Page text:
School Visits for Illustrators

© John Shelley @Godfox
What happens when an illustrator undertakes a school visit for the first time? What do you present? How do you work with a class? All these questions and more were finally answered when I  finally crossed that threshold - here's what happened. By John Shelley

Yesterday was World Book Day as many book creators know all too well, and thus the season for writers and illustrators to burst into classrooms, demonstrating, showing, workshopping and otherwise inspiring young minds with the joy of stories and books.

I have to admit I’m a complete novice in the school-visits department, despite 30-something years as a children’s book illustrator, partly because I lived overseas for a long time (in Japan they are rare, apart from International Schools), but also as many of my in-print titles are for overseas publishers, schools in the UK don't generally come across me, nor have I pursued school visits here…. until now.

It was a chance meeting with a local teacher that led to an invitation to work with two classes of Year 6 students at a local primary school over two consecutive Mondays, and it all unfolded last week and this week.

Children? Who don’t know me or my books? I was petrified, a total jabbering bag of nerves - what was I going to do? Well the first thing was to ask some practised, ace school-visiting illustrator friends about their experiences....

"Most schools invite writers to visit with the ulterior motive of raising their children’s literacy standards. Most writers therefore, will give exercises about inventing characters, developing ideas and writing stories. Illustrators on the other hand will be expected to do more in the area of craft activities because that’s their area of expertise. If you can throw in some useful tips about character and stories, that will be an added bonus which will add to your credentials as a speaker. But workshops can be fun, and time can fly by enjoyably." (Mike Brownlow)

Mike Brownlow - "a robot called Zozie which a little lad called Eddie showed me. He made it with his uncle, because Little Robots was his favourite programme as a three year old".

"Get them involved - don't  talk at them. If you are showing your work on a slideshow - get them finding a detail in the illustration or comparing before / after. 
Choose individual kids - they like putting hands up! If they have paper and ideally felt pens - do a step by step simple drawing of a character that they can copy on their paper. If not,  you can start by drawing a head on the flipchart  - ask them  what’s missing.  Ears?  What size ears?  What is it wearing?  How many legs?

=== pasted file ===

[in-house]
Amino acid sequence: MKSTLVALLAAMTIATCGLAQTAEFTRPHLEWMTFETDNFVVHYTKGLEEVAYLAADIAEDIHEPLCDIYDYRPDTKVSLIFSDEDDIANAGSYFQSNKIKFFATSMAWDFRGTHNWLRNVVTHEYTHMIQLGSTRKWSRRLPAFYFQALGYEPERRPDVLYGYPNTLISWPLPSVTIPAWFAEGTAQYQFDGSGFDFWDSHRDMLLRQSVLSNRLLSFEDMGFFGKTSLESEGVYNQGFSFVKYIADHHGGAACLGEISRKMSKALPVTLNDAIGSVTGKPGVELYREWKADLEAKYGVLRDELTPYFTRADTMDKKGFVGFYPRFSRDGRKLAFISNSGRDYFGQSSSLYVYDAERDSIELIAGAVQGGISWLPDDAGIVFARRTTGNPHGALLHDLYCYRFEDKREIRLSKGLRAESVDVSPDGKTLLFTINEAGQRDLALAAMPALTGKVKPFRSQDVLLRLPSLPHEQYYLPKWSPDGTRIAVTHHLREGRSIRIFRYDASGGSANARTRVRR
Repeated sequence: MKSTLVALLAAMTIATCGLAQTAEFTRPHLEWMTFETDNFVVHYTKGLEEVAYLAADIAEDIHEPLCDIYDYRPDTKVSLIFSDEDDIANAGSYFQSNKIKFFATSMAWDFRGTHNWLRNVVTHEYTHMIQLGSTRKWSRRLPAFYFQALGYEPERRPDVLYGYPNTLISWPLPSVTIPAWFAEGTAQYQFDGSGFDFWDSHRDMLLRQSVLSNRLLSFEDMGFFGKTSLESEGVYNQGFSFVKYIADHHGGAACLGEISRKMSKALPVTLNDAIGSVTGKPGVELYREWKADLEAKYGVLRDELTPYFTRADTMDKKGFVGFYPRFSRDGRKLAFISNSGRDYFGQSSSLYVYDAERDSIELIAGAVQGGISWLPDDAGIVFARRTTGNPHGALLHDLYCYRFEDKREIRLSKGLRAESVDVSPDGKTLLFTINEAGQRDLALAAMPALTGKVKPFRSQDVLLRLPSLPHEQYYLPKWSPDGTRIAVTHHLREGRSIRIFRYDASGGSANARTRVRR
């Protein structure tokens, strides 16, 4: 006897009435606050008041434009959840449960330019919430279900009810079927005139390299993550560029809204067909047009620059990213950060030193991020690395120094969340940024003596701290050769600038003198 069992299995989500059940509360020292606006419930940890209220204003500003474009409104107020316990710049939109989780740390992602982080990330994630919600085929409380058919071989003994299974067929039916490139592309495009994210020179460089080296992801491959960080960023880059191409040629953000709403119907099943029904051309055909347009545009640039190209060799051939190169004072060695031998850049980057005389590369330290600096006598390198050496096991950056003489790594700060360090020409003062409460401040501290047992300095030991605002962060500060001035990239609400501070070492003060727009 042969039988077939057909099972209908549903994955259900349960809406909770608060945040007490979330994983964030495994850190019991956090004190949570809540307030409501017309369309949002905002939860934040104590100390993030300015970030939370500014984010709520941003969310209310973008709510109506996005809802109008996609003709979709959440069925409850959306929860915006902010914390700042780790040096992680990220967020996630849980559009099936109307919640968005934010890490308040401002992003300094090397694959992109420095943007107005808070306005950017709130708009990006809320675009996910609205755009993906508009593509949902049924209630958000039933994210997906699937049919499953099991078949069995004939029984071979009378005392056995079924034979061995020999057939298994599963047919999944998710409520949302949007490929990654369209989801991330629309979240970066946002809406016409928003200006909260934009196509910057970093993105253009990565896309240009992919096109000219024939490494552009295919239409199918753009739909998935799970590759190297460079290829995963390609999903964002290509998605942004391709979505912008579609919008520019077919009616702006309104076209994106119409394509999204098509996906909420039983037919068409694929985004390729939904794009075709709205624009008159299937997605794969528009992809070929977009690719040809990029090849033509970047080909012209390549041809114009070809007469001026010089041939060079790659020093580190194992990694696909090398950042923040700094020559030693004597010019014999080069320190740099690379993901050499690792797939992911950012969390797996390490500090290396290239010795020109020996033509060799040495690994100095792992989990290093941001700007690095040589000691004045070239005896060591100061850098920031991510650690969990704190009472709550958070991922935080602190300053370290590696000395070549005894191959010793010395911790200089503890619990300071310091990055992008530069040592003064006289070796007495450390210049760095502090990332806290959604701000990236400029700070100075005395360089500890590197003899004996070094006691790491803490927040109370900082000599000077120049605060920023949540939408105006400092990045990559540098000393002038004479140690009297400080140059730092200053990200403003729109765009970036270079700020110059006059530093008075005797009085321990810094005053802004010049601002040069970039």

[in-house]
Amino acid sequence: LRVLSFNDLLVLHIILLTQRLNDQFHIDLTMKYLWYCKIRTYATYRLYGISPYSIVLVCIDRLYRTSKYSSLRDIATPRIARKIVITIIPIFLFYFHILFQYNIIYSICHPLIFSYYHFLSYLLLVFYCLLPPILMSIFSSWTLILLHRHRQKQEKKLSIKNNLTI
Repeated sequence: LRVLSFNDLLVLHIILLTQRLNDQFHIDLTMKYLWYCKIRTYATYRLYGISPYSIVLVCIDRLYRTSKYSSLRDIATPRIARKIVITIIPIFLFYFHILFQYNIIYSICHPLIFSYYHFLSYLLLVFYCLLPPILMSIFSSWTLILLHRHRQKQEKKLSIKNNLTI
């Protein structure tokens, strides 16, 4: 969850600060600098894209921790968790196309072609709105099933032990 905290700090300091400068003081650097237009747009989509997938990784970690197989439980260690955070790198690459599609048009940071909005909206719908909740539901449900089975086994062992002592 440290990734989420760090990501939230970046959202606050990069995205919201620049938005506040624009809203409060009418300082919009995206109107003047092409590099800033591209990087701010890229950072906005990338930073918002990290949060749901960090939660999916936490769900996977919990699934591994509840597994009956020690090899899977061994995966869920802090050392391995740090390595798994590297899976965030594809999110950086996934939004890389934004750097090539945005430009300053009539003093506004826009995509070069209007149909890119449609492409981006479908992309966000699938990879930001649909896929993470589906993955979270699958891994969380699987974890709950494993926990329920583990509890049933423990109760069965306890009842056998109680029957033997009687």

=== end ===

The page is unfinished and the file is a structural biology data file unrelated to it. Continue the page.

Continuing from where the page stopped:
i.e. assemble a character / monster from details they tell you.  Result - you have all made the school mascot!" (Bridget Marzo)
Bridget recently led Year 3's to draw characters at Smallwood Primary. Bridget reports regularly about her school visits on her blog Bridging Images

So how did I get on?

From the tone of emails I suspected the school wanted me to draw and paint with the children more than talk about my overseas work, but I thought maybe I could show my work, talk about the process of book illustration, and tag on an exercise at the end. The only exercise I've ever used before was with adult illustration students, but I thought it might work with children too - well, I was about to see!

On the first day I turned up with a suitcase full of picture books to show (and hopefully sell), plus all the original artwork to one of my recent titles and sketches & proofs for my next one.

That first session gave me the biggest shock - I thought I would be presenting in a classroom or hall. In fact I was put in the art room surrounded by paint pots and project artwork. This was fine, but the acoustics were loud - every sound bounced around the room and amplified the noise. All thoughts I had of a relaxed chat in front of obediently listening children were quickly shattered - No quiet class this … the moment I spread my books and artwork out on tables the room went bonkers… original artwork was grabbed and passed around …. “look, but no touching the artwork please” I pleaded… oops.

Above all the excitement I tried to talk about the process of illustration, struggling to keep on track under a barrage of questions - my mind went blank amidst the clamour... "just draw something dammit Shelley!" I thought... but I seemed to have suddenly lost my ability to do that! In the end I was glad to tidy the artwork away, move on from career-talk stuff and start the yet-to-be-tested-on-kids exercise .... slightly earlier than planned - and remarkably it worked!